Better World Book Club: Hotel on the Corner of Bitter and Sweet

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As you can imagine, I love books and authors and love to do what I can to help promote them.  It’s not just my current and former life as a bookseller that makes me feel this way — I have always loved books.  So, when I come across a debut novel like this one, I am especially happy to be able to help get the word out.

Jamie Ford’s HOTEL ON THE CORNER OF BITTER & SWEET has officially become one of my new favorite books.  Ford paints a personal picture of race, culture, family, love and loyalty in the 1940s in America.  He shows us, through the eyes of children, a time we, as Americans, would rather forget; when Japanese Americans were rounded up and forced to live in internment camps.  It is a politically important story for sure, but it is the personal story that sweeps you up and makes you unable to stop turning pages.

I loved Henry, both as a child and as a man.  He is loyal, brave and young Henry seems wise beyond his years.  What did you think of his quiet disobedience of his father?  What about his father’s rule that he could only speak English at home when his parents only spoke Cantonese?  Keiko and her family were so very American and worldly and open.  Did they change the way you felt about the internment?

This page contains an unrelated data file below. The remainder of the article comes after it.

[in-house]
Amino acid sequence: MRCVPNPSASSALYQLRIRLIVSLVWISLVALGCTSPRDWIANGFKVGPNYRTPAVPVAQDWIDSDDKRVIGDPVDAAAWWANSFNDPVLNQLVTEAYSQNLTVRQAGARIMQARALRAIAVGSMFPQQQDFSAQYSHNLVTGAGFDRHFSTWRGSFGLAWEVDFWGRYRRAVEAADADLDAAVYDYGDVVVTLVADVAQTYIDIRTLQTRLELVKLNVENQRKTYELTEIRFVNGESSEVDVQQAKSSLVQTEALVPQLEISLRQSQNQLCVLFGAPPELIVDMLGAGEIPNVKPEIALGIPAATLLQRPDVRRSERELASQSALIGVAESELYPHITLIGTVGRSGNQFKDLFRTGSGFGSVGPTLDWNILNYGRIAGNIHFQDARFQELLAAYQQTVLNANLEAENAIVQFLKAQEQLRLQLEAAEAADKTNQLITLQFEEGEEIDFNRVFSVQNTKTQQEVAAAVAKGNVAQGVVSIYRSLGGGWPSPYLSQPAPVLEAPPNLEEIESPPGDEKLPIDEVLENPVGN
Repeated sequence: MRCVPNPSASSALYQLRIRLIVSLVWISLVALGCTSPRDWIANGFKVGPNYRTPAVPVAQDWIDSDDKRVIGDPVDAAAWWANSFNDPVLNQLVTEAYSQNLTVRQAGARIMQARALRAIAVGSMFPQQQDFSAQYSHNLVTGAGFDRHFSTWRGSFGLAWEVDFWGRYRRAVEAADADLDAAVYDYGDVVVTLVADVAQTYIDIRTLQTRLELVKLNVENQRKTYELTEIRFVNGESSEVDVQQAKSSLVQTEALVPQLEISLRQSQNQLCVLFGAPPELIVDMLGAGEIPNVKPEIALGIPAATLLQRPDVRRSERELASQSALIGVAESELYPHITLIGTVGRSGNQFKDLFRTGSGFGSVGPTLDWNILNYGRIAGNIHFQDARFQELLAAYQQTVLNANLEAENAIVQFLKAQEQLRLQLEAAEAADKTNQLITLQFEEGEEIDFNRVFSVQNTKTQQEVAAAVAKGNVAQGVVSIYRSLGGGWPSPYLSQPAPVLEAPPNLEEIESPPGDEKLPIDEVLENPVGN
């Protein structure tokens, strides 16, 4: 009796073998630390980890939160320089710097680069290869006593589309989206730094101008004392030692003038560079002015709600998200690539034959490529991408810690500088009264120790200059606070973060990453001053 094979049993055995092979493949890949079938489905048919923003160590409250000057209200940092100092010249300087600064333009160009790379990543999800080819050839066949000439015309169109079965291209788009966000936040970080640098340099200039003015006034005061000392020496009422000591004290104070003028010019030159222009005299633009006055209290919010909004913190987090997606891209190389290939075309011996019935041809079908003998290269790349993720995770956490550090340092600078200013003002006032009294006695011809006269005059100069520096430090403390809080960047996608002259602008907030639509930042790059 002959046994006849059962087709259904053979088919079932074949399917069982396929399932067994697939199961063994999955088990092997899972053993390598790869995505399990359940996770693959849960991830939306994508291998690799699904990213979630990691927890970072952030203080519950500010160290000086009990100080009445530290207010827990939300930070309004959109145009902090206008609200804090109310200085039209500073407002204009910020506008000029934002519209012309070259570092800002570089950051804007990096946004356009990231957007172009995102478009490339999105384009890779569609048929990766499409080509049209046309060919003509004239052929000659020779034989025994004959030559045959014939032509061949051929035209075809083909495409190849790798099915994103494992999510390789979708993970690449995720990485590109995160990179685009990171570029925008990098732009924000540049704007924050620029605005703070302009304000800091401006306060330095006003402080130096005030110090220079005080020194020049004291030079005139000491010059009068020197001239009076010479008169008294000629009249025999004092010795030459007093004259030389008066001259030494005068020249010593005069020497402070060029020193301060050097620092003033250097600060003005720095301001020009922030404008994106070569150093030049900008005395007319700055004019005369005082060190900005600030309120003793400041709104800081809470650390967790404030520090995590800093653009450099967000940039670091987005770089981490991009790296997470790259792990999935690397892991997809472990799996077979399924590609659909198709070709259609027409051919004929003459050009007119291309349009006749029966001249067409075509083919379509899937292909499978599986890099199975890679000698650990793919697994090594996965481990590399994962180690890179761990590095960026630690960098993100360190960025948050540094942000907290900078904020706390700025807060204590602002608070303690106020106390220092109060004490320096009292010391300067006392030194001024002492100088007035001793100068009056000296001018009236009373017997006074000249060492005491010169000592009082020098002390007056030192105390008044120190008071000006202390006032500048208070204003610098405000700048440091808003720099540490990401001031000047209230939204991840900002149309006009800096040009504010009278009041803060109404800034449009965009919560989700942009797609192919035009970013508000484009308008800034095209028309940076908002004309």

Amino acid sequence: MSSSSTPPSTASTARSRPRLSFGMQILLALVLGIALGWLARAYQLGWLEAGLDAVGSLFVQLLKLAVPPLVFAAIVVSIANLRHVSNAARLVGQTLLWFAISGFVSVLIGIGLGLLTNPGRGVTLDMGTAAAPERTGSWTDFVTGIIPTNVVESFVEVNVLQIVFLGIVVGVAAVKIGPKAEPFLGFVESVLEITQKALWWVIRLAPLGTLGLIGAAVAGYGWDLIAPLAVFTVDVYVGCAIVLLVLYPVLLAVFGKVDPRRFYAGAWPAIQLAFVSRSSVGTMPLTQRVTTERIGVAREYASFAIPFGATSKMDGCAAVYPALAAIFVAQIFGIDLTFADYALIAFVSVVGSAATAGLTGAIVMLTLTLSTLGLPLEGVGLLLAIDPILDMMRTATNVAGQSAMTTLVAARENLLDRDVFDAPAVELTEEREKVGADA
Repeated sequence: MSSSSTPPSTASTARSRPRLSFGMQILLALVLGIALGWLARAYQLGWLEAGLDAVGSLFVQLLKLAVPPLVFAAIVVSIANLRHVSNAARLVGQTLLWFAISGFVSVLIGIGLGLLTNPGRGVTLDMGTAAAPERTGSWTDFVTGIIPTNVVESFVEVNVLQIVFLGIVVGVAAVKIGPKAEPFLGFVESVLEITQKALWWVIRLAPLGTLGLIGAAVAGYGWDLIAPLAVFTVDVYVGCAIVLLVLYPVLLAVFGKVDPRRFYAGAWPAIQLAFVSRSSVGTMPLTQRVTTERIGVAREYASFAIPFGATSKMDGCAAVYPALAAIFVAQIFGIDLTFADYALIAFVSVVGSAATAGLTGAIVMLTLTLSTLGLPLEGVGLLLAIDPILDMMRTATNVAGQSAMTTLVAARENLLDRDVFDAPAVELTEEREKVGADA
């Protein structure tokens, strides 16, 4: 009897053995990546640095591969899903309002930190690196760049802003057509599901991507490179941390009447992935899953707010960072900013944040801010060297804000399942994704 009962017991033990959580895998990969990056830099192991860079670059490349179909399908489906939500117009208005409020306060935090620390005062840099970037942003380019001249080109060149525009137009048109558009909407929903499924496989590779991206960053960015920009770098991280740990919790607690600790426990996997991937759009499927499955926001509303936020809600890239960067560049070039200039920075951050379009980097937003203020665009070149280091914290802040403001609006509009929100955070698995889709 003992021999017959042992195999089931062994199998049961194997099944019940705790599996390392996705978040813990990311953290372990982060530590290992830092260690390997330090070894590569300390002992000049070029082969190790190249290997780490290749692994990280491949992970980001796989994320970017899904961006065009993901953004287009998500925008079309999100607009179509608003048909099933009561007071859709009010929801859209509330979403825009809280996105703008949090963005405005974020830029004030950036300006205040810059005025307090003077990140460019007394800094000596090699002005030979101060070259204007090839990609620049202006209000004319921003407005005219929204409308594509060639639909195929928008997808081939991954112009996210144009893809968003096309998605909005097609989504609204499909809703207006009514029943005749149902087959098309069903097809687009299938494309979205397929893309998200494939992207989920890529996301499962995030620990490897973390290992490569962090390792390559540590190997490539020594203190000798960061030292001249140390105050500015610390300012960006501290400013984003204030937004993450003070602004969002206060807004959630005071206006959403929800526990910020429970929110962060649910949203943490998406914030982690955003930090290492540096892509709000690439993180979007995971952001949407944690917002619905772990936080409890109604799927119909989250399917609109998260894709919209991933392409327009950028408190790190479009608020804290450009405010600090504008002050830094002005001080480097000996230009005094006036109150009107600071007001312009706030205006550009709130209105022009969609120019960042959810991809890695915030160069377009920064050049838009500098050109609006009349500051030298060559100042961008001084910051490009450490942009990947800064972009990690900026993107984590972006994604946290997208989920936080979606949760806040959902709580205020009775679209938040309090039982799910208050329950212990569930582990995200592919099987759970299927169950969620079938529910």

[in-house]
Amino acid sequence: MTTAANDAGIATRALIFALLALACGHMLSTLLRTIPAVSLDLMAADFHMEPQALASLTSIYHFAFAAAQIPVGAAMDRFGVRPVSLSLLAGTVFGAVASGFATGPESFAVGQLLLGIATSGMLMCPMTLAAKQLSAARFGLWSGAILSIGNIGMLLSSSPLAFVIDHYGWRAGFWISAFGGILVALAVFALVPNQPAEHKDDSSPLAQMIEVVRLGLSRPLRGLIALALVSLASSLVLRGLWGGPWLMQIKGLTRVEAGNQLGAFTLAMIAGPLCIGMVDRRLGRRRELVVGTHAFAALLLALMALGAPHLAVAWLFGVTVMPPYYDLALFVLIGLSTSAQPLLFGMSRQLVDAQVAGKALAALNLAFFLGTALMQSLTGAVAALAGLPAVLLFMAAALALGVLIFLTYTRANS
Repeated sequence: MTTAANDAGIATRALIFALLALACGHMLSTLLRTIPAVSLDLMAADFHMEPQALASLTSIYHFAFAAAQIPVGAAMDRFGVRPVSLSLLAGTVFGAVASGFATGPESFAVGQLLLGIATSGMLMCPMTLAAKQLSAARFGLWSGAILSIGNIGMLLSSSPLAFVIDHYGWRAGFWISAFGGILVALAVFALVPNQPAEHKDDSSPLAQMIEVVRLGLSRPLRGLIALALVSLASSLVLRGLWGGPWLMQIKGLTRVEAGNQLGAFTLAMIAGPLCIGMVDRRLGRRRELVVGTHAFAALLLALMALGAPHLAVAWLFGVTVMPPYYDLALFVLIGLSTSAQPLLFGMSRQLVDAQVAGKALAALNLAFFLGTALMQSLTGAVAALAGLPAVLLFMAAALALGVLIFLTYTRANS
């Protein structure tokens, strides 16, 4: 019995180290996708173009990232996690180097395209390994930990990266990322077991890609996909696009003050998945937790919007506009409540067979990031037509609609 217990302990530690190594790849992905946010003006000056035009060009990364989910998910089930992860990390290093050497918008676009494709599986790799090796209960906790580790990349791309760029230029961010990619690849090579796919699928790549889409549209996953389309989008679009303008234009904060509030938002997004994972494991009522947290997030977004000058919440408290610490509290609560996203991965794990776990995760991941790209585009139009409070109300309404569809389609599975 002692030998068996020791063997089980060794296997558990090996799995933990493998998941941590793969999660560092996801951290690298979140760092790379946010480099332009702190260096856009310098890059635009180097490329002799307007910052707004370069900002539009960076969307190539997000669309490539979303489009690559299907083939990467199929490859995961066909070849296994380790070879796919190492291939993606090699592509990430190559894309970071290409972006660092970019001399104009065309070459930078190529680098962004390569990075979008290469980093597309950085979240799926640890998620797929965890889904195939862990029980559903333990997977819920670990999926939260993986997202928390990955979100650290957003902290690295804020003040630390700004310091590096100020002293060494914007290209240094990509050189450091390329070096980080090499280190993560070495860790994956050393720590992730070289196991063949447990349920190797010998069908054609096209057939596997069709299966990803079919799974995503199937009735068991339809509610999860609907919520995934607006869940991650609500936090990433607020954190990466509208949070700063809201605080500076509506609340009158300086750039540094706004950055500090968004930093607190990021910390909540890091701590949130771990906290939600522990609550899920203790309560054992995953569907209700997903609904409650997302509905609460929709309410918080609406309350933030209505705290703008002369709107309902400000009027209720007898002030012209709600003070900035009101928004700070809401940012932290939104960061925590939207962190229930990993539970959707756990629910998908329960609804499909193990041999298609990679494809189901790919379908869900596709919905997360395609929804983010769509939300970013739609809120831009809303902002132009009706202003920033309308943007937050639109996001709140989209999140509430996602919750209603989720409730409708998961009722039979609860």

What did you think of the jazz in the book and the way it was woven throughout the story?

Anything else you want to chat about?

— Dana


  1. Janice Evans says:

  2. What epiphany happens in the book hotel on the corner of bitter and sweet?

  3. Brittany, are you trying to find that for a project too? because i cant find one or and allusion at all

  4. The Allusion I used was when Henry and Sheldon were on the Greyhound bus to see Keiko and Sheldon was upset the man made them sit in the back of the bus. Kinda like the Civil Rights Movement. Not 100% an allusion but it could get you to pass by…

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